“But retreat you did,” his nurse said, unrolling one of his dressings. “Your kind always does; you pretend until it becomes real – then you run away.”300 words by Mark A Morris
I Had A Plan
You have to understand. I had a plan. I did. I had an actual plan. I’d just quit work, and she and I had agreed I would retire. I did the math, if you want to call it that, and concluded, “Since I’m not working, and all that stress is gone, and I know that stress was hurting me, now that it’s gone, why not see if I can live without fluoxetine?”
It was a decision I consciously made. Pull myself off the fluoxetine that I’d been taking for eleven years. “I’ll try this and see what happens. I’ll remember to get outside, get fresh air, get sunshine. I’ll do the things I’ve been told by friends, relatives, cousins, and even my brother and his family, to manage without any drugs.”
That’s what I did. I stopped fluoxetine. November first, of last year.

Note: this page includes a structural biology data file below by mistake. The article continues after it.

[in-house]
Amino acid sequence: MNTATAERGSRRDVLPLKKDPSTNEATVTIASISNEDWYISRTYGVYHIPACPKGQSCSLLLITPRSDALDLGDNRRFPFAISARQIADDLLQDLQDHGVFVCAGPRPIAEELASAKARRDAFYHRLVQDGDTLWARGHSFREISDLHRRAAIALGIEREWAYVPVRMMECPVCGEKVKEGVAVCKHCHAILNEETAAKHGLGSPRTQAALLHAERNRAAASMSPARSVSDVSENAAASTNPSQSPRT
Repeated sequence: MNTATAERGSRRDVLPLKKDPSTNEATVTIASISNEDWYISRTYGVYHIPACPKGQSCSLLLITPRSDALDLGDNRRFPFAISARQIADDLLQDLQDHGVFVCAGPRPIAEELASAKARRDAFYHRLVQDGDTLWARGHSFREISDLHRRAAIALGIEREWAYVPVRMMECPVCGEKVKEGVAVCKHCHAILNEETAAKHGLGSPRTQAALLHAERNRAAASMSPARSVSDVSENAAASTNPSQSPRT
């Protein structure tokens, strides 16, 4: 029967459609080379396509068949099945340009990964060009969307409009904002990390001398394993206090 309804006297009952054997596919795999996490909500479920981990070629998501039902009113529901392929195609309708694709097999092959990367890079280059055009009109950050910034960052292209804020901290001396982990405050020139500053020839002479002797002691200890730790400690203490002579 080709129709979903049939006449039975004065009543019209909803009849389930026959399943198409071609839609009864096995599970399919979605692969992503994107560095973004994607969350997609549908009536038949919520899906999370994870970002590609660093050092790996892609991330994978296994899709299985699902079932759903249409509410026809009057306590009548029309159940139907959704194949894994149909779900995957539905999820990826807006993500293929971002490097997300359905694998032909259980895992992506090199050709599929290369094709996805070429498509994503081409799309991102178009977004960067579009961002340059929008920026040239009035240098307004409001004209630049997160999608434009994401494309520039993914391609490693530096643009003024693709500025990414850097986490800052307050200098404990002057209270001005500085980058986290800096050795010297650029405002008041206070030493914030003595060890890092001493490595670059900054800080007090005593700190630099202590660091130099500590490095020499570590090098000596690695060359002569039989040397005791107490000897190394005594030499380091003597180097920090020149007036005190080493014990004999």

At first, it went well. I went through the entire fall and winter without a depression problem. Everything was smooth. Everything was good. I was happy with how things were going.
Until June, if I’m honest. It was June when I started to crash. I didn’t really notice at first. But I started to take days off, days when I didn’t get a damn thing done. Gradually, that grew, until I had to fight myself to get anything done on any day.
Then August arrived. And I sat at my computer, and played video games, instead of working on the fence, watering the gardens, washing the dishes and laundry, working on what used to be our oldest child’s bedroom, and cleaning that up.
By September, even I had to admit the depression was back, and it was slowly wrecking me.
Like I said. I had a plan. Like most of my plans, it sucked.297 words by Silenced. (@mysoulstears)